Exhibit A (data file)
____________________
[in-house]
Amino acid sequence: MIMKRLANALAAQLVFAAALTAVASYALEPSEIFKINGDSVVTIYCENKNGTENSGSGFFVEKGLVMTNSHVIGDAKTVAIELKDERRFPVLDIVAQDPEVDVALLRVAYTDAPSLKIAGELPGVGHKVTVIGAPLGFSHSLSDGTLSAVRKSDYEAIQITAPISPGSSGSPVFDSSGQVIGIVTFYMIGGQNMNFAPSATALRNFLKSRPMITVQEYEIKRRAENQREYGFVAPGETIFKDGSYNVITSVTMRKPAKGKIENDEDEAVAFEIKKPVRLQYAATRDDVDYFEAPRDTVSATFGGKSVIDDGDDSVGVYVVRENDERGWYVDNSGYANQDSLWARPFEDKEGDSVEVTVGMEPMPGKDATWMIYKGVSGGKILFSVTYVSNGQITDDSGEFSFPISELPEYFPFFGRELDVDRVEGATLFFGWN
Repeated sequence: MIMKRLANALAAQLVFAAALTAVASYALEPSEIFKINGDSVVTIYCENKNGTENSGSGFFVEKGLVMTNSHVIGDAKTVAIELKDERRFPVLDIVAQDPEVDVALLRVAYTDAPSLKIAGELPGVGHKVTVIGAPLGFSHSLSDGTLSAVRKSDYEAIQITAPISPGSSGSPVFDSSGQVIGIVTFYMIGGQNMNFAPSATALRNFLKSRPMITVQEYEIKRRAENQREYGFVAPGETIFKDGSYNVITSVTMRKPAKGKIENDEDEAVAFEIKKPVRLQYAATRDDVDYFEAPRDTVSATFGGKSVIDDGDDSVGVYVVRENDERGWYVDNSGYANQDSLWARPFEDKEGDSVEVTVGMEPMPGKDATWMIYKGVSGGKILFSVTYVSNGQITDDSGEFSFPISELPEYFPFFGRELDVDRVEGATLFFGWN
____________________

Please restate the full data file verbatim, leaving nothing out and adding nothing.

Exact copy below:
[in-house]
Amino acid sequence: MIMKRLANALAAQLVFAAALTAVASYALEPSEIFKINGDSVVTIYCENKNGTENSGSGFFVEKGLVMTNSHVIGDAKTVAIELKDERRFPVLDIVAQDPEVDVALLRVAYTDAPSLKIAGELPGVGHKVTVIGAPLGFSHSLSDGTLSAVRKSDYEAIQITAPISPGSSGSPVFDSSGQVIGIVTFYMIGGQNMNFAPSATALRNFLKSRPMITVQEYEIKRRAENQREYGFVAPGETIFKDGSYNVITSVTMRKPAKGKIENDEDEAVAFEIKKPVRLQYAATRDDVDYFEAPRDTVSATFGGKSVIDDGDDSVGVYVVRENDERGWYVDNSGYANQDSLWARPFEDKEGDSVEVTVGMEPMPGKDATWMIYKGVSGGKILFSVTYVSNGQITDDSGEFSFPISELPEYFPFFGRELDVDRVEGATLFFGWN
Repeated sequence: MIMKRLANALAAQLVFAAALTAVASYALEPSEIFKINGDSVVTIYCENKNGTENSGSGFFVEKGLVMTNSHVIGDAKTVAIELKDERRFPVLDIVAQDPEVDVALLRVAYTDAPSLKIAGELPGVGHKVTVIGAPLGFSHSLSDGTLSAVRKSDYEAIQITAPISPGSSGSPVFDSSGQVIGIVTFYMIGGQNMNFAPSATALRNFLKSRPMITVQEYEIKRRAENQREYGFVAPGETIFKDGSYNVITSVTMRKPAKGKIENDEDEAVAFEIKKPVRLQYAATRDDVDYFEAPRDTVSATFGGKSVIDDGDDSVGVYVVRENDERGWYVDNSGYANQDSLWARPFEDKEGDSVEVTVGMEPMPGKDATWMIYKGVSGGKILFSVTYVSNGQITDDSGEFSFPISELPEYFPFFGRELDVDRVEGATLFFGWN